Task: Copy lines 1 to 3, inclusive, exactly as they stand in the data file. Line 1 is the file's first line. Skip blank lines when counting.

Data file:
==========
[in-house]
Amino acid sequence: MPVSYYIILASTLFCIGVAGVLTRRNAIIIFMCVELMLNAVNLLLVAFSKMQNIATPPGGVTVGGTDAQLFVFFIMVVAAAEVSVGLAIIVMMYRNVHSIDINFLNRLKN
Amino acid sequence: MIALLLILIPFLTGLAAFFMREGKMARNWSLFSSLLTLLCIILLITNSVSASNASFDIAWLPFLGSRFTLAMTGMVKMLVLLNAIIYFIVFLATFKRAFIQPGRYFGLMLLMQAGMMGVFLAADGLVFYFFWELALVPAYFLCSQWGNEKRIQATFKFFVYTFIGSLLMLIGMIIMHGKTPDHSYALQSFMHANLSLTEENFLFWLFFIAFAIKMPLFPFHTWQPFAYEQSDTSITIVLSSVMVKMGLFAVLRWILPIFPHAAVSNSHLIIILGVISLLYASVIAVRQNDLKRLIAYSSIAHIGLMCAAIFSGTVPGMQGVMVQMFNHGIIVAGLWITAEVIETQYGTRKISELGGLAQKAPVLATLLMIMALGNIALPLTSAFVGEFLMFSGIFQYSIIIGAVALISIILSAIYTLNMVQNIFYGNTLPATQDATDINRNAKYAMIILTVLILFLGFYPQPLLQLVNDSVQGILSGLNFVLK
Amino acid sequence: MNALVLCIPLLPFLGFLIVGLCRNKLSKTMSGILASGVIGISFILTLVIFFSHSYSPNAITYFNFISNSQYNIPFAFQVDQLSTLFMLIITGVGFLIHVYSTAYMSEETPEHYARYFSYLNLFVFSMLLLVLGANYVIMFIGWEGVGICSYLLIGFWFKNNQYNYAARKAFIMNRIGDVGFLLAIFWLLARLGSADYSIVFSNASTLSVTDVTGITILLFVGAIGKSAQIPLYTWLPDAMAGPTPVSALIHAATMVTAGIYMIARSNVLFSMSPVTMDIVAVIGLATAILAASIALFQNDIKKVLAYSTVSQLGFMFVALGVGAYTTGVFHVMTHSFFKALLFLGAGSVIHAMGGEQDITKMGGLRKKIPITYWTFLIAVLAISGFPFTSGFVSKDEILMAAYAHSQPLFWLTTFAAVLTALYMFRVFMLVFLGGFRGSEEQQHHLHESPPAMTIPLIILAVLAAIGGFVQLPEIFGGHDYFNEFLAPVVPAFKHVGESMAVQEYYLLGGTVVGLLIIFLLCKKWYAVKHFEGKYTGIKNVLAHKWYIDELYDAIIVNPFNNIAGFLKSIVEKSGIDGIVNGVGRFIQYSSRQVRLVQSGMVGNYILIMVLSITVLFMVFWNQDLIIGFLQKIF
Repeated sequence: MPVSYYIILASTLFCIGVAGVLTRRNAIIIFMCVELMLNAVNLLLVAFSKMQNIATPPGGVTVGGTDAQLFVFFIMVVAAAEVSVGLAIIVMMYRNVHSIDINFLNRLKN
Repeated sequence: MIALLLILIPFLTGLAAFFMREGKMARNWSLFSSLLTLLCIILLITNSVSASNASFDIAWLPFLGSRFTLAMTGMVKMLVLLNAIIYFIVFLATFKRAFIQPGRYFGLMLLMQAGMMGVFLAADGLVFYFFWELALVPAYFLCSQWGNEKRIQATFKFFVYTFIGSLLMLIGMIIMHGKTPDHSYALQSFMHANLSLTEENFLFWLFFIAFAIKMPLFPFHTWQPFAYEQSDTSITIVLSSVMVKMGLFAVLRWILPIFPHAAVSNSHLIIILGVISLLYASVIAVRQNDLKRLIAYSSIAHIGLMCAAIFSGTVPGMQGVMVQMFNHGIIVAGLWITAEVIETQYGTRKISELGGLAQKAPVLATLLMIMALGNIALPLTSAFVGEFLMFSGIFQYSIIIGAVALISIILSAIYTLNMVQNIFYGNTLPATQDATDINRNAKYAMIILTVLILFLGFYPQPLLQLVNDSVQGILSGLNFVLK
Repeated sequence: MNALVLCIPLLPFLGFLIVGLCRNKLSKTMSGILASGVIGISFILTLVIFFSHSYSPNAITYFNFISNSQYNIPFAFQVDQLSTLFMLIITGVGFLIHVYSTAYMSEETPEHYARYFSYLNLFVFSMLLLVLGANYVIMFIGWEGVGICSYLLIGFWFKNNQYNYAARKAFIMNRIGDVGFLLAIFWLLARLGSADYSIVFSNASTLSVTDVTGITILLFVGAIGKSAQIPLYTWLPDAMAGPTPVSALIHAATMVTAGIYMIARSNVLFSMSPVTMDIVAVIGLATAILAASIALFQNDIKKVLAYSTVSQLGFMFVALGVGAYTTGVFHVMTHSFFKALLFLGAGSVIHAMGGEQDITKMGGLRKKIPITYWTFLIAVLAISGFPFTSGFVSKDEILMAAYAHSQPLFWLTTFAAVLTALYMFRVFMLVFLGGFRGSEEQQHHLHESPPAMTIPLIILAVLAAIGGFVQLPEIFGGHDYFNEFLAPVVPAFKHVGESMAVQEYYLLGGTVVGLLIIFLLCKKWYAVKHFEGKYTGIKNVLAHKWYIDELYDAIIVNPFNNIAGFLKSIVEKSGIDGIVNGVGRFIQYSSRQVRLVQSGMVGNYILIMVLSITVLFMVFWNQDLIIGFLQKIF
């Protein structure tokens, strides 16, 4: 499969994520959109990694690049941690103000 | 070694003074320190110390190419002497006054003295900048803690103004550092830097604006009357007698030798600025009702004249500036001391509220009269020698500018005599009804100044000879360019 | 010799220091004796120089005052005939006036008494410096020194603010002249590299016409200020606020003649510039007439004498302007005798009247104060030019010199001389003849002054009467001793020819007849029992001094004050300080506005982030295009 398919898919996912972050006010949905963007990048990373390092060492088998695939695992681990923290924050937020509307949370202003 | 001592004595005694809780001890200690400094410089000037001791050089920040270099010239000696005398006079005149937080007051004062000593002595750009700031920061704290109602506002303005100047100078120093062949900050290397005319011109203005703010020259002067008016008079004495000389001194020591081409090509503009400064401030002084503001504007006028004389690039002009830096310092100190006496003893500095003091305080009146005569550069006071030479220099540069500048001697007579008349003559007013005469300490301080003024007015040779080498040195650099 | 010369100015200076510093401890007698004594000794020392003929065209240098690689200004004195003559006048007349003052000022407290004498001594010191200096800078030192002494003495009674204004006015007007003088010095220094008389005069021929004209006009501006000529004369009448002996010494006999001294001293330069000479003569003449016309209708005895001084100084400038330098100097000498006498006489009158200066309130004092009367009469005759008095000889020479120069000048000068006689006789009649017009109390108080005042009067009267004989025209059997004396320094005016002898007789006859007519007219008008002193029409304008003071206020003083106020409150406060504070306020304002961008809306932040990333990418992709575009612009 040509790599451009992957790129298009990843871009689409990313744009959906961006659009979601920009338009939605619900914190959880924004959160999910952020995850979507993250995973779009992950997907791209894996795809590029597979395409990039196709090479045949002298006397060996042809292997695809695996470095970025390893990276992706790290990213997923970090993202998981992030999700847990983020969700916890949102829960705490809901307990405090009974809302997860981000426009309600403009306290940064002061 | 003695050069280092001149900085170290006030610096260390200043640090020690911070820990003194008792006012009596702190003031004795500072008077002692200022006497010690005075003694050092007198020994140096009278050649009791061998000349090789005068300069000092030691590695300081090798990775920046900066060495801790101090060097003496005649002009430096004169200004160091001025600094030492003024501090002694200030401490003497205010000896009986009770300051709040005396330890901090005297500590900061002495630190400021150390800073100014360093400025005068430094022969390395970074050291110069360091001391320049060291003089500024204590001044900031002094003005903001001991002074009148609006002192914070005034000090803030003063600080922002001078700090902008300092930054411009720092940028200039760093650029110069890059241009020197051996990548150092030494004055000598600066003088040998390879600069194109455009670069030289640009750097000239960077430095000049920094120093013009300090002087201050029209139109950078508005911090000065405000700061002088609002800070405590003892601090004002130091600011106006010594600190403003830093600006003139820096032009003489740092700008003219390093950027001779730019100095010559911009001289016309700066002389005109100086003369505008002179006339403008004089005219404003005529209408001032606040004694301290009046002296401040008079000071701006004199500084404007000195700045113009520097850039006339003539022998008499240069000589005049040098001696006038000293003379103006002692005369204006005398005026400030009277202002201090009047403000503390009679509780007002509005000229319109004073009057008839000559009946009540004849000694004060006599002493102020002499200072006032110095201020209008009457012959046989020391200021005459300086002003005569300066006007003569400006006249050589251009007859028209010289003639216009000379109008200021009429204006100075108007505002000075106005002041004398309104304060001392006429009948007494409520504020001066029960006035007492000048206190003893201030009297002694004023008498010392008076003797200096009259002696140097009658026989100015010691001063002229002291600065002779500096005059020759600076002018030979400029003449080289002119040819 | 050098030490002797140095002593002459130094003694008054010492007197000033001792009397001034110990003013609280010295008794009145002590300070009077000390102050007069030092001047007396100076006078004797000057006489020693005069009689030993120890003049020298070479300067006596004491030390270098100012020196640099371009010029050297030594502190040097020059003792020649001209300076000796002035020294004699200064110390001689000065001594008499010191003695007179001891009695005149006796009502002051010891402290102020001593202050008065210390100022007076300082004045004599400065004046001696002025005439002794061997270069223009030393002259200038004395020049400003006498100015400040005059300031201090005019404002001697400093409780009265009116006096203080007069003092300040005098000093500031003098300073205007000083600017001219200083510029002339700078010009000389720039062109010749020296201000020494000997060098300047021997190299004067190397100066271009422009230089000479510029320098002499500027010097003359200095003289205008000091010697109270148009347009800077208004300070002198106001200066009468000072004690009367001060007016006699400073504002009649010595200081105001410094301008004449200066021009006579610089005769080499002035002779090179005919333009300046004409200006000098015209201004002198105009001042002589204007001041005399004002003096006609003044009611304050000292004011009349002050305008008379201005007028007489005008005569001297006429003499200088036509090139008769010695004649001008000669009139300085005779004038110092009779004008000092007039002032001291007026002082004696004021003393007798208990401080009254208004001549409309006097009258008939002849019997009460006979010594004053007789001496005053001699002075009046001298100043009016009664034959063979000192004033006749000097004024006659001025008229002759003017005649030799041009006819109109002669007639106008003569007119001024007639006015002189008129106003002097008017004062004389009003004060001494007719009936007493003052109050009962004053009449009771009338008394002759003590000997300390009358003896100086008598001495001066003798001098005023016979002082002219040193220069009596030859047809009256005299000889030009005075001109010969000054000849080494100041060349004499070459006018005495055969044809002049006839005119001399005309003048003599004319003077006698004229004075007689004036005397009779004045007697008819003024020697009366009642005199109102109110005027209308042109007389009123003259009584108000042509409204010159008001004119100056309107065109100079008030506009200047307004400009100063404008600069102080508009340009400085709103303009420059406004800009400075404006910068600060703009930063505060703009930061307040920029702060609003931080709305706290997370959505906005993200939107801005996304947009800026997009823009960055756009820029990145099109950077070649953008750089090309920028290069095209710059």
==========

[in-house]
Amino acid sequence: MPVSYYIILASTLFCIGVAGVLTRRNAIIIFMCVELMLNAVNLLLVAFSKMQNIATPPGGVTVGGTDAQLFVFFIMVVAAAEVSVGLAIIVMMYRNVHSIDINFLNRLKN
Amino acid sequence: MIALLLILIPFLTGLAAFFMREGKMARNWSLFSSLLTLLCIILLITNSVSASNASFDIAWLPFLGSRFTLAMTGMVKMLVLLNAIIYFIVFLATFKRAFIQPGRYFGLMLLMQAGMMGVFLAADGLVFYFFWELALVPAYFLCSQWGNEKRIQATFKFFVYTFIGSLLMLIGMIIMHGKTPDHSYALQSFMHANLSLTEENFLFWLFFIAFAIKMPLFPFHTWQPFAYEQSDTSITIVLSSVMVKMGLFAVLRWILPIFPHAAVSNSHLIIILGVISLLYASVIAVRQNDLKRLIAYSSIAHIGLMCAAIFSGTVPGMQGVMVQMFNHGIIVAGLWITAEVIETQYGTRKISELGGLAQKAPVLATLLMIMALGNIALPLTSAFVGEFLMFSGIFQYSIIIGAVALISIILSAIYTLNMVQNIFYGNTLPATQDATDINRNAKYAMIILTVLILFLGFYPQPLLQLVNDSVQGILSGLNFVLK